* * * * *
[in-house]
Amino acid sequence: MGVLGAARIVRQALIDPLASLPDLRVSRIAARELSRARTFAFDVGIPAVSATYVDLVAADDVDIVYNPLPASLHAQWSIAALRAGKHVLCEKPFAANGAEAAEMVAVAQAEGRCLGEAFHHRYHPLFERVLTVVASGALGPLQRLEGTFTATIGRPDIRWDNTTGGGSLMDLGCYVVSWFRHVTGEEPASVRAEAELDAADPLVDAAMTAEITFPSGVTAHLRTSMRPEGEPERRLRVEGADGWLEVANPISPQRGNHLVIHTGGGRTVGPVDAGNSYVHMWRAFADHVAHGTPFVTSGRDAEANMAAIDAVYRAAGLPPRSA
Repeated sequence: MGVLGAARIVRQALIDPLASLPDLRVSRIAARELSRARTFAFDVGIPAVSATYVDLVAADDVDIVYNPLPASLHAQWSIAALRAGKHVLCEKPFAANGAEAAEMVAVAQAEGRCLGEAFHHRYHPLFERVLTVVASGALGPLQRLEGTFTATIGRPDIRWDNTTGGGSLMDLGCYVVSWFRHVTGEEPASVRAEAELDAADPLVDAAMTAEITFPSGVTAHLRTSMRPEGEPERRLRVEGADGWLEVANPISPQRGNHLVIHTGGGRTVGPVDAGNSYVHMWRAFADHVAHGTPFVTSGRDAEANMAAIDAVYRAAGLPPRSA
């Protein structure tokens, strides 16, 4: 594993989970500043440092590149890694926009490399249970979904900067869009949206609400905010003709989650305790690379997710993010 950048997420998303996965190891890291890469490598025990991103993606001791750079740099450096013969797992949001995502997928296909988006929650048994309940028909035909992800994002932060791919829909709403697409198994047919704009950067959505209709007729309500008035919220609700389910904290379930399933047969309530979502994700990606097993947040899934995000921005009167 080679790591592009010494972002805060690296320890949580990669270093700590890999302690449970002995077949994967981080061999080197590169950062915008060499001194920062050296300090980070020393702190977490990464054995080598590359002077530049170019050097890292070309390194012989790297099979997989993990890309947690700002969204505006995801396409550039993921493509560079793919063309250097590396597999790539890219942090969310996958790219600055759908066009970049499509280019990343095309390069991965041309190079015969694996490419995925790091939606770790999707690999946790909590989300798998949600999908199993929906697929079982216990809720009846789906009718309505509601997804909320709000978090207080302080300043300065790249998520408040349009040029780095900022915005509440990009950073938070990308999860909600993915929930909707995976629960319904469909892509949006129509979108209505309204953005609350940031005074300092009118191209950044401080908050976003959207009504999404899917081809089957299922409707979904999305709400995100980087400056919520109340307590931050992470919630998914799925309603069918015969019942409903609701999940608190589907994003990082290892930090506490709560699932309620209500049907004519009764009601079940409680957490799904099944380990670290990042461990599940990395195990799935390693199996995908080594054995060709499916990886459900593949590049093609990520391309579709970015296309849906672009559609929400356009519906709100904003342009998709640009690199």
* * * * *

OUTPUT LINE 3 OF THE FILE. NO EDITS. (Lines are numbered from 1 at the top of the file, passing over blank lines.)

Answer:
Repeated sequence: MGVLGAARIVRQALIDPLASLPDLRVSRIAARELSRARTFAFDVGIPAVSATYVDLVAADDVDIVYNPLPASLHAQWSIAALRAGKHVLCEKPFAANGAEAAEMVAVAQAEGRCLGEAFHHRYHPLFERVLTVVASGALGPLQRLEGTFTATIGRPDIRWDNTTGGGSLMDLGCYVVSWFRHVTGEEPASVRAEAELDAADPLVDAAMTAEITFPSGVTAHLRTSMRPEGEPERRLRVEGADGWLEVANPISPQRGNHLVIHTGGGRTVGPVDAGNSYVHMWRAFADHVAHGTPFVTSGRDAEANMAAIDAVYRAAGLPPRSA